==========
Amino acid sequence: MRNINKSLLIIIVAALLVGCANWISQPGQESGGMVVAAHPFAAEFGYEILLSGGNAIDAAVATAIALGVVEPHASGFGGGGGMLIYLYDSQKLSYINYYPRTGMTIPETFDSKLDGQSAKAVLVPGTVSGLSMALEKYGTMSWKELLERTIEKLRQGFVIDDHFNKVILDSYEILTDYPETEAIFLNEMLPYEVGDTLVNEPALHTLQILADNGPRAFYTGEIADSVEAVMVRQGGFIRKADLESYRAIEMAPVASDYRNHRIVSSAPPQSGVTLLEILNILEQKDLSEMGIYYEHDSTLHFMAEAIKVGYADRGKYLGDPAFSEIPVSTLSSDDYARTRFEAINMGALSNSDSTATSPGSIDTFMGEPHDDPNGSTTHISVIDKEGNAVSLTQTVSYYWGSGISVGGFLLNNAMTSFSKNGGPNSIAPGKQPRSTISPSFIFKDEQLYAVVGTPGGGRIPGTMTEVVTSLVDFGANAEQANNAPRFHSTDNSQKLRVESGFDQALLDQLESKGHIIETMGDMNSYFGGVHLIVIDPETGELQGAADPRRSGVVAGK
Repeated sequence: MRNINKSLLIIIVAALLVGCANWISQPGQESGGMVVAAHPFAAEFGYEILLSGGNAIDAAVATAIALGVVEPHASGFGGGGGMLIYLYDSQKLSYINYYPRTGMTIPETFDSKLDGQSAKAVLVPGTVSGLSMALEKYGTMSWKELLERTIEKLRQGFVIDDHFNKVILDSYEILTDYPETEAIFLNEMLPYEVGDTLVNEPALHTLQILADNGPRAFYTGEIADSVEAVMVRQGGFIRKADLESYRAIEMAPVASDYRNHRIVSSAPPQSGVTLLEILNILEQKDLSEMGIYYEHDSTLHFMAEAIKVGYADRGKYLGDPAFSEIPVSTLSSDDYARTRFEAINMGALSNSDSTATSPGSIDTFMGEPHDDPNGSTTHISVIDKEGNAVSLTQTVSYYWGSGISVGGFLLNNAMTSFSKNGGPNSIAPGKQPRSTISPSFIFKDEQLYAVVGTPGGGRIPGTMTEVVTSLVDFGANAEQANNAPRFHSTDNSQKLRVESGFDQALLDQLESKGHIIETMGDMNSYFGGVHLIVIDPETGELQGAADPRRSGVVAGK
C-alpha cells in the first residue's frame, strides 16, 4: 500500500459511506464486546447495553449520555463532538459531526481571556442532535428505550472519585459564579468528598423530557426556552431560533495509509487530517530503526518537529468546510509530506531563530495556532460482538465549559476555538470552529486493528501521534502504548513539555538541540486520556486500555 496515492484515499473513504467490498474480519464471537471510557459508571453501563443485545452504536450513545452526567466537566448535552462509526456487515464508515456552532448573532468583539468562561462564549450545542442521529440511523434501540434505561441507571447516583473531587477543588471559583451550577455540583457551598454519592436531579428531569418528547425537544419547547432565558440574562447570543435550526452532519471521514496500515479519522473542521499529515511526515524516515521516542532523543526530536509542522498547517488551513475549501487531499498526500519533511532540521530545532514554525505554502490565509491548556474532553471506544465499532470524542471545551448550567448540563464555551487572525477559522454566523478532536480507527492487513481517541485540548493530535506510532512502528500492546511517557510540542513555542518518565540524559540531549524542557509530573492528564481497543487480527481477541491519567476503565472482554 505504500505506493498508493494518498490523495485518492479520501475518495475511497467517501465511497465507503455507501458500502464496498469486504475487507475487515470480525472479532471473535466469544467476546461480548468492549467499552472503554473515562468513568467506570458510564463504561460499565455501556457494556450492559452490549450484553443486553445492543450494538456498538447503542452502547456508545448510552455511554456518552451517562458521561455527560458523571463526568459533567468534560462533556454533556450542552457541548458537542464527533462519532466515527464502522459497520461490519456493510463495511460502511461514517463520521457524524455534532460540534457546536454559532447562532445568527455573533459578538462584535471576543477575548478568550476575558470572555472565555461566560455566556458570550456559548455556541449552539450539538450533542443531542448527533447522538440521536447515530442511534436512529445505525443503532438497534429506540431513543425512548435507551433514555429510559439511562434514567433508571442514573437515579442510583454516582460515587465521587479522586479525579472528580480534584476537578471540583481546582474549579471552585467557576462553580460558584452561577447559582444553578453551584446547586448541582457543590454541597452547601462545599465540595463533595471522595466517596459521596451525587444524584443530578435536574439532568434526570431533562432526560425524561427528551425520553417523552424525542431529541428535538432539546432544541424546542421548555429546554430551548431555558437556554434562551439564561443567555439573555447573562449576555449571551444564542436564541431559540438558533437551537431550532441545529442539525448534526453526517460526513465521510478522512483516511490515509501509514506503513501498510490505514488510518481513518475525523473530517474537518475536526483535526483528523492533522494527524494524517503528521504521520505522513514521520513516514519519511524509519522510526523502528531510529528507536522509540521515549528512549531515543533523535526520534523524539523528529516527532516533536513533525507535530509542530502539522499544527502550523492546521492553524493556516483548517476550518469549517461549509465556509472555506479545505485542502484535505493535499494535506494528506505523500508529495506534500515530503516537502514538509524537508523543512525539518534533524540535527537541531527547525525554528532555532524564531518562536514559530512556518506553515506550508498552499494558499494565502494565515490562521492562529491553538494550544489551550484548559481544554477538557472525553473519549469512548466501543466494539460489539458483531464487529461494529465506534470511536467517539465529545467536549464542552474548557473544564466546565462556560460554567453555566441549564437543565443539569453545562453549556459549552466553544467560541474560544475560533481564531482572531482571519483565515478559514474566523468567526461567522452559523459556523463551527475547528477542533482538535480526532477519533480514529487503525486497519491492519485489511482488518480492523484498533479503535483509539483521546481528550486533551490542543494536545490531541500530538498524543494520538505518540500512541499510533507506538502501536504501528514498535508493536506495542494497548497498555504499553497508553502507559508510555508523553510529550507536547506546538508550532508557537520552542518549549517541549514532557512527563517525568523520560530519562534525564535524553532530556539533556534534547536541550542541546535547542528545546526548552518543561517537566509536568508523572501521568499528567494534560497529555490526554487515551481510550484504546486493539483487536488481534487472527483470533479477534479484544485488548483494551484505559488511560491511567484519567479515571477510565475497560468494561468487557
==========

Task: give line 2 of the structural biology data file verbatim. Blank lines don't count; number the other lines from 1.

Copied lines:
Repeated sequence: MRNINKSLLIIIVAALLVGCANWISQPGQESGGMVVAAHPFAAEFGYEILLSGGNAIDAAVATAIALGVVEPHASGFGGGGGMLIYLYDSQKLSYINYYPRTGMTIPETFDSKLDGQSAKAVLVPGTVSGLSMALEKYGTMSWKELLERTIEKLRQGFVIDDHFNKVILDSYEILTDYPETEAIFLNEMLPYEVGDTLVNEPALHTLQILADNGPRAFYTGEIADSVEAVMVRQGGFIRKADLESYRAIEMAPVASDYRNHRIVSSAPPQSGVTLLEILNILEQKDLSEMGIYYEHDSTLHFMAEAIKVGYADRGKYLGDPAFSEIPVSTLSSDDYARTRFEAINMGALSNSDSTATSPGSIDTFMGEPHDDPNGSTTHISVIDKEGNAVSLTQTVSYYWGSGISVGGFLLNNAMTSFSKNGGPNSIAPGKQPRSTISPSFIFKDEQLYAVVGTPGGGRIPGTMTEVVTSLVDFGANAEQANNAPRFHSTDNSQKLRVESGFDQALLDQLESKGHIIETMGDMNSYFGGVHLIVIDPETGELQGAADPRRSGVVAGK